View Poll Results: Should an 11 year old ever be tried as an adult?

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  • Yes, this particular young man is a perfect example

    13 17.33%
  • No, never.

    39 52.00%
  • The justice system needs another alternative for extremely young, potentially dangerous offenders

    18 24.00%
  • Other, please explain

    5 6.67%
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Thread: Should an 11 year old ever be tried as an adult?

  1. #411
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    Re: Should an 11 year old ever be tried as an adult?

    Quote Originally Posted by Kelzie View Post
    Using age as the determing factor is extremely subjective. It has nothing to do with a desire to "get someone." He did something wrong knowlingly. He should be treated no different than any else who did the same thing with the same mental characteristics. If he knows what he did was wrong, if he knows he will be punished for it and if he can understand the legal system, he should be treated like an adult who knows the same. That's objective.
    There is nothing objective about determining on a case by case basis, on the sole judgment in the heat of the aftermath of a crime, whether the kid is an adult or not. What is objective is determining a base line from statistical means and then never deviating from that standard regardless of how we feel about the individual in question or his actions.

    Not to get into a book discussion with you, but Lord of the Flies was an allegory for human, adult nature and society at large. Children were used to show that it was human nature, not just natural to children.
    I disagree entirely. The use of children and the absence of adults and authoritarian forces in charge of socializing the kids was a pervasive theme in that book. It was so believable and so poignant because these were kids, with blurred lines between reality and fantasy, morality and impulse, social norms and instinct, civilized justice and animalistic "might makes right". Of course, you can take a New Critical analysis of the book and make it into any allegory you wish but a strict deconstructionist argument of the book indicates that children were used as the characters because they had not been totally socialized and this "human nature" has not been suppressed by enforcement of civilized morality.

    I don't know what kind of kid you were but I played very nicely with my sister, whether my mom was watching or not. I agree that most bullying shouldn't be prosecuted because it's not in the real world. But when it crosses over to harrassment, it needs to be. You can't harrass someone and get away with it when you're adult, you shouldn't be able to when you're a kid.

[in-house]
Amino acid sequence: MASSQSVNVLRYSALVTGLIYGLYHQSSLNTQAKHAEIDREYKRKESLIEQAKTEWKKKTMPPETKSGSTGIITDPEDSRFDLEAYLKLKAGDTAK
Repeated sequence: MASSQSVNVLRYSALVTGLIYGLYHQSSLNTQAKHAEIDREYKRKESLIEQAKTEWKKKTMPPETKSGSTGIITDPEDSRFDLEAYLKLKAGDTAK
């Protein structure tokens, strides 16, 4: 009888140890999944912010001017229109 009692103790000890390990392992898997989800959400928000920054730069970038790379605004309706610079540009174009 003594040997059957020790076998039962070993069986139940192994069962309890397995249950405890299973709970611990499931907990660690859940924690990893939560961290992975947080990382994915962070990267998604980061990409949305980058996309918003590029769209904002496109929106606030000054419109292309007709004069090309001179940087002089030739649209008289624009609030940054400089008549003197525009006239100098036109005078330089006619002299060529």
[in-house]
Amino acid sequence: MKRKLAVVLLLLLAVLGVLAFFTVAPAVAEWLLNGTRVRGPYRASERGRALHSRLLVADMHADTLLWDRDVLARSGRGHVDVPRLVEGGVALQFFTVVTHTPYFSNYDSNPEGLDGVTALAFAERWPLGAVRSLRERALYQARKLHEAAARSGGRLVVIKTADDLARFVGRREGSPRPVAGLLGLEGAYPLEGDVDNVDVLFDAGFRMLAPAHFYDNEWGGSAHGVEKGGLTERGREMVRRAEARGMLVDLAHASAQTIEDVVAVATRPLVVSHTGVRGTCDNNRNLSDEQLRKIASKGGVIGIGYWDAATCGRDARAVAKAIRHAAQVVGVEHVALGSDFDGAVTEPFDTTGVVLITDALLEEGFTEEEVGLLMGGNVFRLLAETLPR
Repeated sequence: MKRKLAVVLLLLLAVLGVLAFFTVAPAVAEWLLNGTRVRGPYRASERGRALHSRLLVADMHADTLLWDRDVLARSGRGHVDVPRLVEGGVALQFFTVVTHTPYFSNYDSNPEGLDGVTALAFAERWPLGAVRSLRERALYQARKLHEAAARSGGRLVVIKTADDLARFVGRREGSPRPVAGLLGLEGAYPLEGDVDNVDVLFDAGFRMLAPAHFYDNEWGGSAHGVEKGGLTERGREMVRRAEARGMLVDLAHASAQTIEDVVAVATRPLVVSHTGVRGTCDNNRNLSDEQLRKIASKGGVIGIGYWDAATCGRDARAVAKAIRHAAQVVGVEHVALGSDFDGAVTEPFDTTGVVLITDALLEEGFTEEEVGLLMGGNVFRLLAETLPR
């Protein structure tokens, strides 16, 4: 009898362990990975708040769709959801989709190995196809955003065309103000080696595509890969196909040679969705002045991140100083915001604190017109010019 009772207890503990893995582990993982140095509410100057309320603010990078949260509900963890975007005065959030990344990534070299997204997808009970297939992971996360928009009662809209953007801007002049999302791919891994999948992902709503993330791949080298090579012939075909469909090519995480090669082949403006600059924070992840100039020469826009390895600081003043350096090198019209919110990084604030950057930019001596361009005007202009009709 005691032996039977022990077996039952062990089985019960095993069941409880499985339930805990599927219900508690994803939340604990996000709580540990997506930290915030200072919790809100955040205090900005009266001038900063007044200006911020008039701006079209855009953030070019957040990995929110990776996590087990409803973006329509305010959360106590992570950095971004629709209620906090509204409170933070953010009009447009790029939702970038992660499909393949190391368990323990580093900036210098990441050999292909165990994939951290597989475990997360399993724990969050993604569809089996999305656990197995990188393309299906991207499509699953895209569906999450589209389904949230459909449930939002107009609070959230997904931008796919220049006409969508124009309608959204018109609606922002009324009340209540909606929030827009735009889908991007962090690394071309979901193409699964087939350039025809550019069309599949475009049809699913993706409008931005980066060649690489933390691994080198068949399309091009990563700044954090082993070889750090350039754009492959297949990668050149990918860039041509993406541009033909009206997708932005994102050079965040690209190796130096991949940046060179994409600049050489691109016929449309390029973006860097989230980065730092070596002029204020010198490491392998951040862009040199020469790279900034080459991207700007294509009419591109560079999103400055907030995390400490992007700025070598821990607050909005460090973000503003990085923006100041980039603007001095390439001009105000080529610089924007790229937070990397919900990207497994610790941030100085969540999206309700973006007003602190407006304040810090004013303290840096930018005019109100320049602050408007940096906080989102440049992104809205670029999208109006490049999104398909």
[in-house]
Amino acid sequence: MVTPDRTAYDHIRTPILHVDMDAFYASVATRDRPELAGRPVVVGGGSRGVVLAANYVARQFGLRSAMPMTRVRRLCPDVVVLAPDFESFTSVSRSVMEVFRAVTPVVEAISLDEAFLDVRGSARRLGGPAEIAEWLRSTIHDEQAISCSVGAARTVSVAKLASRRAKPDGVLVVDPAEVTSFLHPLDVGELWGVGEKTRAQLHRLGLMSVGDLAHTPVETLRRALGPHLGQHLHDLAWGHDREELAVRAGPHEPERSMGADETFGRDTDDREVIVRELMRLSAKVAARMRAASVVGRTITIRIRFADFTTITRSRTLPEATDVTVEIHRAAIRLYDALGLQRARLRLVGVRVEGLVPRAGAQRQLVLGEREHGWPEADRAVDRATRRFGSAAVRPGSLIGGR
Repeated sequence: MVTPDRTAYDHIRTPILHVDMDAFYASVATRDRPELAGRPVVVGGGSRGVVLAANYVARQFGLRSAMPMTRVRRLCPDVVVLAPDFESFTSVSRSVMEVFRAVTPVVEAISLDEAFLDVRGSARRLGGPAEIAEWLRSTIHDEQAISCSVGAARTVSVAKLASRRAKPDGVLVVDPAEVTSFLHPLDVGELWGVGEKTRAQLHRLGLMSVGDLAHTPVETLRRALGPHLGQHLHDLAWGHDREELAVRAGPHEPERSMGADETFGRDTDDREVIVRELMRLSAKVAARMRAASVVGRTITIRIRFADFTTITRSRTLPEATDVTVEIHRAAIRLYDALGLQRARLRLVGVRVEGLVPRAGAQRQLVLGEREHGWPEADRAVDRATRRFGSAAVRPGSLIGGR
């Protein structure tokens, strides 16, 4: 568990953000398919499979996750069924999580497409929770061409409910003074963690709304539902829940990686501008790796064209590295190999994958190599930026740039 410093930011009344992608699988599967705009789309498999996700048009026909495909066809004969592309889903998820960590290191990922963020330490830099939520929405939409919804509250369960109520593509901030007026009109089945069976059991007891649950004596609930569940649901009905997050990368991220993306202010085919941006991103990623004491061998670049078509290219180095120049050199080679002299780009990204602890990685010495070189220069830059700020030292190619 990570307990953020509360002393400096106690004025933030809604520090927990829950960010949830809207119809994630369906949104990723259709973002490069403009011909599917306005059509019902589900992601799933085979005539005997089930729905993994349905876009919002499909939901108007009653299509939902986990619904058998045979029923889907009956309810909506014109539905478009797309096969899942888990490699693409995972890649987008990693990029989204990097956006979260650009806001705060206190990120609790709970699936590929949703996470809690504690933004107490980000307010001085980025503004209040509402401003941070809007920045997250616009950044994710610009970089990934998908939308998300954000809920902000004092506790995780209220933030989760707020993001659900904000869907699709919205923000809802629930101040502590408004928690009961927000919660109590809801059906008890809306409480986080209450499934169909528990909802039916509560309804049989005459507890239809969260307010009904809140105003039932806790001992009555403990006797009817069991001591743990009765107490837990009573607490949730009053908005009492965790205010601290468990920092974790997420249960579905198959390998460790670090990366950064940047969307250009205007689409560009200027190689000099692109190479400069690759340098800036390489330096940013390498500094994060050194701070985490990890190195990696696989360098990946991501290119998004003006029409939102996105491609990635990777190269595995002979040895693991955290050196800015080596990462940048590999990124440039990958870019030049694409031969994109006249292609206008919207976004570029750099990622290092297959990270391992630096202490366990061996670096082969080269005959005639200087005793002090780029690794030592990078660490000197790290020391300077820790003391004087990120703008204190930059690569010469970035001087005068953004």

I agree you shouldn't "get away with it" as a kid either. That's part of socialization: consequences commensurate with culpability in the matter at hand. To criminally try children because they screw up and act out during the socialization process is beyond irrational, however. There is an expectation that kids are not always going to be kids...that they are going to mature and rise to the morality taught to them over time. To impress permanent, life destroying punishment over something that is part of the maturation process does not make any sense at all. That is part of your "human consequence" we were talking about earlier.
    Last edited by jallman; 04-11-10 at 03:11 PM.

  2. #412
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    Re: Should an 11 year old ever be tried as an adult?

    Quote Originally Posted by jallman View Post
    There is nothing objective about determining on a case by case basis, on the sole judgment in the heat of the aftermath of a crime, whether the kid is an adult or not. What is objective is determining a base line from statistical means and then never deviating from that standard regardless of how we feel about the individual in question or his actions.
    When you consider that everyone matures at a different pace, taking it on a case by case basis is the only way it can be objectively handled.

    I disagree entirely. The use of children and the absence of adults and authoritarian forces in charge of socializing the kids was a pervasive theme in that book. It was so believable and so poignant because these were kids, with blurred lines between reality and fantasy, morality and impulse, social norms and instinct, civilized justice and animalistic "might makes right". Of course, you can take a New Critical analysis of the book and make it into any allegory you wish but a strict deconstructionist argument of the book indicates that children were used as the characters because they had not been totally socialized and this "human nature" has not been suppressed by enforcement of civilized morality.
    See, I told you I didn't want to get into a book discussion and now you're going to make me pull up the SparkNotes.

    The central concern of Lord of the Flies is the conflict between two competing impulses that exist within all human beings: the instinct to live by rules, act peacefully, follow moral commands, and value the good of the group against the instinct to gratify one’s immediate desires, act violently to obtain supremacy over others, and enforce one’s will. This conflict might be expressed in a number of ways: civilization vs. savagery, order vs. chaos, reason vs. impulse, law vs. anarchy, or the broader heading of good vs. evil. Throughout the novel, Golding associates the instinct of civilization with good and the instinct of savagery with evil.